A Drilling Contractor’s Guide To Borehole Drilling

A borehole is a vertical hole that’s drilled into the ground for mineral extraction, to install monitoring equipment, and for other purposes. For boreholes to be effective, you need to source a suitable foundation and consider other factors – such as materials and monitoring systems.

Here is a complete guide to borehole drilling for those interested in the installation process.

Table of Contents
Borehole Drilling For Water Supply

Identify Where On Your Property To Create A Bore Hole

It’s important that you situate your boreholes in a location that allows you to obtain necessary information at a minimum cost. Drilling contractors usually carry out test drilling to determine an appropriate location – especially on large commercial properties.

There are practical decisions to be made when choosing where to place a borehole, yet they can typically be placed anywhere on your property. Most contractors choose to situate boreholes close to the suggested foundation for greater measurement and value. If you’re struggling to identify where to place boreholes, consider uniformly spaced grid boreholes.

Some questions to consider before creating a borehole include:

  • Where can the above-ground pumping structure be accommodated?
  • Where do you require the water?
  • Is there anything nearby that could contaminate the borehole?
  • Where is the closest power source?

Water Bore Sizes And Materials

Water boreholes are constructed using a range of materials and a motorised drilling rig process. The materials used depend on the requirements of the borehole and the surrounding geological conditions. Stainless steel is a good material to use as it’s durable – allowing it to withstand high water pressure – and has a long lifespan.

The size of a borehole varies according to whether it’s for commercial or residential use. For example, homeowners usually opt for boreholes that are 5-inches or 6-inches. This generates approximately 125-177ml of water.

However, if you own a commercial site, you may consider a borehole that’s approximately 8 to 10 inches that services between 200-300ml of water.

When it comes to borehole installations, downsizing on machinery ensures that you can conduct smaller operations. This means you can carry out your project with minimal disruption to the landscape.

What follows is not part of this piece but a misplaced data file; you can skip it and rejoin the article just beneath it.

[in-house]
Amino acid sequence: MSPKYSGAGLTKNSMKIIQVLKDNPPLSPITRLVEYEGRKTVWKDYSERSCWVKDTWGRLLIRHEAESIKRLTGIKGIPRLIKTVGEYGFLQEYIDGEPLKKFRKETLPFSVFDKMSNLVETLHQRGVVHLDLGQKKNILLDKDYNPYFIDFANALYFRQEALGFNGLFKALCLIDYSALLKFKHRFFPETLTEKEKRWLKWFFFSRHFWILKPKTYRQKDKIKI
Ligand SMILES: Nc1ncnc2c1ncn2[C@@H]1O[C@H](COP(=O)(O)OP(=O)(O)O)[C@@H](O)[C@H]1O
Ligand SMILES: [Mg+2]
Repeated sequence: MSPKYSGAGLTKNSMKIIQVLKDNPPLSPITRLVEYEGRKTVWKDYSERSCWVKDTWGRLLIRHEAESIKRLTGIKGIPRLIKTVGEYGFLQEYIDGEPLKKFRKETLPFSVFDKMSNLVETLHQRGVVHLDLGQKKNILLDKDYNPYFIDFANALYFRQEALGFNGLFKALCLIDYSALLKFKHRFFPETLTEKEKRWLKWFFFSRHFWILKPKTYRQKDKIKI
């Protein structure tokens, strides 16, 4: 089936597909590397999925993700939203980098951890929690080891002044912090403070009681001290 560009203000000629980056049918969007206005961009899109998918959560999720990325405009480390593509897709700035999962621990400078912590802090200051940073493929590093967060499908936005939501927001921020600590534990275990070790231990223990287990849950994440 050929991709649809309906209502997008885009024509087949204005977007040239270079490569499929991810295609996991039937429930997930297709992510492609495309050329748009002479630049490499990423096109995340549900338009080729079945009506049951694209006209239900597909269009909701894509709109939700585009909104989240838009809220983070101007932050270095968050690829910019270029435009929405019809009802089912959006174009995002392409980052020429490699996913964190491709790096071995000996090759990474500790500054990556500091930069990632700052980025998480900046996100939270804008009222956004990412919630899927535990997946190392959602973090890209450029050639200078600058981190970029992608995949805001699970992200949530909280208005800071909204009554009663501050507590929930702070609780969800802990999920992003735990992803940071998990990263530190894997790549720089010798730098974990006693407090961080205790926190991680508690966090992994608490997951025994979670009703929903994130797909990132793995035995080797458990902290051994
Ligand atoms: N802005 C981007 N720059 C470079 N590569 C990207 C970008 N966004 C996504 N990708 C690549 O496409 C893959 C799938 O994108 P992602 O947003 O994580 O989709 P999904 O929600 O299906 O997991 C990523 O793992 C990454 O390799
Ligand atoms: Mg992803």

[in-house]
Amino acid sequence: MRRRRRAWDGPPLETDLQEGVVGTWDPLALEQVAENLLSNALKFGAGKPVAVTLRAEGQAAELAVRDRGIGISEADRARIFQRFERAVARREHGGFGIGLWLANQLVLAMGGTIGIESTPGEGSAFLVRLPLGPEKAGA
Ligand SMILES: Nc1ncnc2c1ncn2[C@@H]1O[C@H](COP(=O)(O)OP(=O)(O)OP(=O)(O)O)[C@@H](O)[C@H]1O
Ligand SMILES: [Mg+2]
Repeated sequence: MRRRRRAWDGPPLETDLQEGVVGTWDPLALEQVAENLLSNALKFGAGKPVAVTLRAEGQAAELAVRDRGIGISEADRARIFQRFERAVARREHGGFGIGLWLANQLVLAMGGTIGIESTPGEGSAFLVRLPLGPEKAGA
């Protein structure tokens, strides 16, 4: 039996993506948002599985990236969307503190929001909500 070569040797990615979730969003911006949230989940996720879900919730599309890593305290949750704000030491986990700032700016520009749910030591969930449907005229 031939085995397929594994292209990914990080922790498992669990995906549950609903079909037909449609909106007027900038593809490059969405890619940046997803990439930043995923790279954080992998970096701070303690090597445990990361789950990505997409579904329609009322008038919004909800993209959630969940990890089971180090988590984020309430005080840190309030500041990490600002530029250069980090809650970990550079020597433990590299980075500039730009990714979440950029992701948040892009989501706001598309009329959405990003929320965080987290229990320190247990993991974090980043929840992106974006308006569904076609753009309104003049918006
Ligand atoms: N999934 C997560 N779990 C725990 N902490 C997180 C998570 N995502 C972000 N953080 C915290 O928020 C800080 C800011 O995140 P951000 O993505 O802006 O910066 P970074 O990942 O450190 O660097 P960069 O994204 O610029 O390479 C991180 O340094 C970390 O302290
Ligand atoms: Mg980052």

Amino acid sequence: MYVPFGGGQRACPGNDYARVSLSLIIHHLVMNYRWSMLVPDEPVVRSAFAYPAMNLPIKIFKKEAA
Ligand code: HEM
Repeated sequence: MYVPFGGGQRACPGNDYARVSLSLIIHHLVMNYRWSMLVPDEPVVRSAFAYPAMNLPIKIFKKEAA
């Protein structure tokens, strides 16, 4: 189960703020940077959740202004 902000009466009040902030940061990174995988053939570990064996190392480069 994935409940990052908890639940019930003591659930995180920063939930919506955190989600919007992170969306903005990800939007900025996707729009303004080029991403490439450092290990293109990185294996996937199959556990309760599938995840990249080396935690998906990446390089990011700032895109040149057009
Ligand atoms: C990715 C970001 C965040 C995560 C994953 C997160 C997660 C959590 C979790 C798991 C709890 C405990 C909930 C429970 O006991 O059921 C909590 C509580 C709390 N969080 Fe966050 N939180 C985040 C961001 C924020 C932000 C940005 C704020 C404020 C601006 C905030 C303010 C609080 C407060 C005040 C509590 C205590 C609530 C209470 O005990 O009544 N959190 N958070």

Bore hole monitoring

Borehole monitoring can be minimal or extensive. In all cases, monitoring is crucial to see how a water table responds to seasonal changes throughout the year. It also allows you to determine:

  • The drawdown effects of water extraction
  • How do weather conditions affect the water reservoir
  • The recovery time of the reservoir

Simple monitoring involves using a dip tape to take water measurements and see how far below the surface water supply begins. However, this monitoring system can only be used for single borehole sites. The most common form of borehole monitoring includes the use of submersible pressure transmitters or level probes.

To monitor multiple boreholes at once, automated monitoring equipment is essential. This ensures data is collected routinely across multiple locations and prevents human error. The results of borehole monitoring can be used to conduct waste removal, decommissioning work, or contaminated water treatments where appropriate.

Do I Need To Hire A Licensed Driller For My Bore?

It’s extremely important that you hire a licensed driller for borehole installation and maintenance. This is especially the case if you’re unsure of how to plan a borehole, as you are liable to pay any damage costs should something go wrong. All states in Australia require water drilling contractors to hold appropriate licensure so that commercial and residential property owners are guaranteed high-quality work.

For licensed drillers, get in touch with Ingham Drilling on 07 4222 6666 or email info@inghamdrilling.com.au.